Angels don't take anything for grantedPosted: Sunday October 13, 2002 2:26 AM
ANAHEIM, Calif. (AP) -- The Anaheim Angels aren't thinking about the World Series just yet.
"We're not counting anything yet," manager Mike Scioscia said after a 7-1 victory over Minnesota on Saturday gave the Angels a 3-1 lead in the best-of-seven AL Championship Series.
"You don't taste it until you win four games in the series and that last out is made. We've been around long enough to know that. I'm hoping, obviously, that tomorrow will be a big day for us," he said.
With the franchise's first World Series berth just one win away, Angels first baseman Scott Spiezio didn't expect to get much sleep Saturday night.
"I never sleep very well, especially before day games," he said. "So I'll probably get about four hours sleep. But I'm used to it. I'm a guy who likes to stay up until about 6 in the morning."
California Gov. Gray Davis watched the game from the owners' box with Michael Eisner, chairman and CEO of The Walt Disney Co., and actor John Travolta.
Davis probably wasn't too pleased to see a small plane circling Edison Field a number of times during the game, pulling a banner that read: "VOTE BILL SIMON FOR GOVERNOR! GO ANGELS!"
Despite baseball's efforts, airplanes pulling advertising banners are flying above the ballpark during the playoffs.
"They got waivers from the TSA," Kevin Hallinan, executive director of security for the commissioner's office, said Saturday, referring to the Transportation Safety Administration. "We have not achieved all of our goals."
Hallinan is not happy about the waivers and wants the TSA to stop granting them.
"We're hoping for the World Series," he said.
Twins first base coach Jerry White and Angels bullpen coach Bobby Ramos were teammates with Montreal in 1981 when the Expos went to the NL Championship Series and lost to the Dodgers on Rick Monday's home run off Steve Rogers.
"Seeing him again brings back good memories of '81. And it's got to be a great thrill for him, too, being back in the playoffs," said Ramos, who was a backup catcher that season. "We both had the opportunity to do it as a player and a coach, and it's a big blessing."
White was 5-for-16 in that series, including a three-run homer off Jerry Reuss, but also grounded out to end the series.
White spent the regular season as the Expos' fourth outfielder in '81 behind Warren Cromartie, Tim Raines and Ellis Valentine, who were regarded as the best young outfield in the majors. Ramon referred to White on Saturday as the best fourth outfielder in the game.
"He's probably the only one who remembers that," White said with a grin. "With the team we had, we thought, OK, there's always next year. But it never happened. I went to Japan a couple of years after that and came back with the Cardinals -- and they won the year after I left. So now I really appreciate it."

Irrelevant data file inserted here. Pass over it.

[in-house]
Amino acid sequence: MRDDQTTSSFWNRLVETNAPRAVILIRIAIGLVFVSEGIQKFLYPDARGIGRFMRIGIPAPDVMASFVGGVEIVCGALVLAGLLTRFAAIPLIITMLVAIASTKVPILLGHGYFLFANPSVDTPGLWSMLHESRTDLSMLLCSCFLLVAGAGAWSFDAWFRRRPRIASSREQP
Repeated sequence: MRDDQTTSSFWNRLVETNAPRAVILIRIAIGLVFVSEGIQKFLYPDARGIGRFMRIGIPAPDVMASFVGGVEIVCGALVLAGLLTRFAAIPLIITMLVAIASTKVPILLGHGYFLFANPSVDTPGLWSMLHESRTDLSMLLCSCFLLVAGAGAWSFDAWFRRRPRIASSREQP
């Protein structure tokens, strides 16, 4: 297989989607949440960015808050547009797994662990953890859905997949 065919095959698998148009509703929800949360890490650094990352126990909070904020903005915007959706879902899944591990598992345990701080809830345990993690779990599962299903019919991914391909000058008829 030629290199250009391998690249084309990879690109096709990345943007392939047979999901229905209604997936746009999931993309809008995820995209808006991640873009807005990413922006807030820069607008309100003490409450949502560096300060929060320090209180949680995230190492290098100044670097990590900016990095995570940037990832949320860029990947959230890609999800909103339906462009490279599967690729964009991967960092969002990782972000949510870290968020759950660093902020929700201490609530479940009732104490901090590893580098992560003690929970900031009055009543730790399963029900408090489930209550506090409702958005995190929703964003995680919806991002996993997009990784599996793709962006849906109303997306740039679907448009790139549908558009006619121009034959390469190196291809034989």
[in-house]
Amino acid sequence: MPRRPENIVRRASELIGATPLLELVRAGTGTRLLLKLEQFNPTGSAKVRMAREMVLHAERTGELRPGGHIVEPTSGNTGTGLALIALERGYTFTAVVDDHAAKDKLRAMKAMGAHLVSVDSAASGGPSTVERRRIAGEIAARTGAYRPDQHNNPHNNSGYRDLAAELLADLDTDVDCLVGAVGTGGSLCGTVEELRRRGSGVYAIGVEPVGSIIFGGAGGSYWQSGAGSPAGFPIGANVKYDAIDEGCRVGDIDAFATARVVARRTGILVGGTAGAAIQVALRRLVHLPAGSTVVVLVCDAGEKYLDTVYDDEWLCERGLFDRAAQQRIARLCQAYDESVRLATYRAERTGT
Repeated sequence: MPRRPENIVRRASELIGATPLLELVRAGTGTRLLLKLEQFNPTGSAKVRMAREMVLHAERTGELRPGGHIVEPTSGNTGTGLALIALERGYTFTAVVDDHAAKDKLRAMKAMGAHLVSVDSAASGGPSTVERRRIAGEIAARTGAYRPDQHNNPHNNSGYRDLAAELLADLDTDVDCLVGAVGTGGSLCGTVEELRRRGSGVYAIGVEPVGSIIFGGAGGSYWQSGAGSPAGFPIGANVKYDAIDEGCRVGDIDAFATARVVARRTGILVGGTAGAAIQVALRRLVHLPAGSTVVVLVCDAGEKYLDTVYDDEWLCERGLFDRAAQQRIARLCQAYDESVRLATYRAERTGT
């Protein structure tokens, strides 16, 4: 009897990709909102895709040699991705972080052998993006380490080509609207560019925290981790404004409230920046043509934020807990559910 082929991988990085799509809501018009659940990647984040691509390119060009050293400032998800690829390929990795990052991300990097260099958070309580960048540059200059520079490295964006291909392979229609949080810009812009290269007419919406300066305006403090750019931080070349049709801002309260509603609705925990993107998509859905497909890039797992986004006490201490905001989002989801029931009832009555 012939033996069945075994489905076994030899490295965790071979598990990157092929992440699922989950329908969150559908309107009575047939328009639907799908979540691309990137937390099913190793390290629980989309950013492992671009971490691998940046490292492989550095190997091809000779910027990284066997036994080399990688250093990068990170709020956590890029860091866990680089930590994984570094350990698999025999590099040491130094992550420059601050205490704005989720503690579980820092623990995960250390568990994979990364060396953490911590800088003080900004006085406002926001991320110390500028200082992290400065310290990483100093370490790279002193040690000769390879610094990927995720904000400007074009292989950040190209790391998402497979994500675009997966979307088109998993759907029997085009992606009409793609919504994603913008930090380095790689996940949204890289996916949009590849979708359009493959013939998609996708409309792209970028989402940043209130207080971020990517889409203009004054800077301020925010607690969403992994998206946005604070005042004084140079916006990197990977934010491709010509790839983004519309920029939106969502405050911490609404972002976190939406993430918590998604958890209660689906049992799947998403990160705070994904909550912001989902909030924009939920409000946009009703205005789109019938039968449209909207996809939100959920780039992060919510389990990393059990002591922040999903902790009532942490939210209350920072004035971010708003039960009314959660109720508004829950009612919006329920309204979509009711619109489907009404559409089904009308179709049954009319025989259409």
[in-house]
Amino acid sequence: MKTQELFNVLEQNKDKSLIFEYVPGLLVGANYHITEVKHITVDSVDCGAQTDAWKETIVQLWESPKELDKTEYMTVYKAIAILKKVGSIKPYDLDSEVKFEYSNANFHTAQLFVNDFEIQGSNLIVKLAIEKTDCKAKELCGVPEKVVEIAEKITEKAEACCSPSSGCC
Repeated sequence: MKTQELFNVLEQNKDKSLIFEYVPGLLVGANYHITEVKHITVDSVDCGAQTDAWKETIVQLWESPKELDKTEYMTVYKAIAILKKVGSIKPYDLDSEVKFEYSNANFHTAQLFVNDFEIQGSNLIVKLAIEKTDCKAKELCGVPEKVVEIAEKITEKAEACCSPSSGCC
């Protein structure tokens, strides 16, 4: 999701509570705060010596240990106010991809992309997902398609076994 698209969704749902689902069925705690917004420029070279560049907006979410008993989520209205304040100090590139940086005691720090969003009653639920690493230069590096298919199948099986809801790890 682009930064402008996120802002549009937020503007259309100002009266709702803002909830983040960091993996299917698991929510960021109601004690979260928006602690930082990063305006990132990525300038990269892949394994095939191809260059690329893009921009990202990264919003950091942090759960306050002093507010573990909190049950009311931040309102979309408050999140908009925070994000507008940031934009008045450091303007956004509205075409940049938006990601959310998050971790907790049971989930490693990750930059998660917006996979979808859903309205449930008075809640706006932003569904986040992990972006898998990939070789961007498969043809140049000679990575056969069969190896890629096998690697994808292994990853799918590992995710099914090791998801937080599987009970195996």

An Angel in his pocket
Joe Navarro has worked at Edison Field for the past 20 years as an usher and a field marshall, and never received a piece of baseball memorabilia. But to his amazement, Rod Carew handed him the ball he threw out for the ceremonial first pitch before Game 3 on Friday.
"That really surprised me. I just wanted to congratulate him for throwing the first pitch when he came off the field, and then he handed me the ball," Navarro said Saturday. "I told him, 'Rod, that's your souvenir for throwing out the first pitch,' and he said, 'No, Joe, that's for you for all the help you did for me when I was the hitting coach over here. So appreciate it, enjoy it, take care."'
Navarro appreciated the thought.
"He probably would have signed it if I asked him, but I didn't want to do it on the field in the open," Navarro said. "I did try and run him down, but he was just ahead of me wherever he was going and I missed him."
Carew became pals with Navarro during the Hall of Famer's stint as Angels hitting coach. Navarro was working as an usher down the left-field line in Game 5 of the 1986 ALCS and had one leg draped over the fence, ready to assist the security forces that were there to keep celebrating fans off the field.
The Angels never got that final out and lost the series in seven games.
"We all still remember it like it was yesterday," Navarro said. "My main reason for taking a job here was to work the playoffs like this and hopefully get in the World Series. We got pretty close a few times, but this time I think we're going to make it."
Jackie Autry, widow of former Angels owner Gene Autry, threw out the ceremonial first pitch. ... John Lackey's first pitch was pushed back 12 minutes because Game 3 of the NLCS ran longer than the Fox network anticipated. ... Francisco
Rodriguez's two strikeouts raised his postseason total to 15, three more than the previous Angels playoff record set by Bruce Kison in 1982.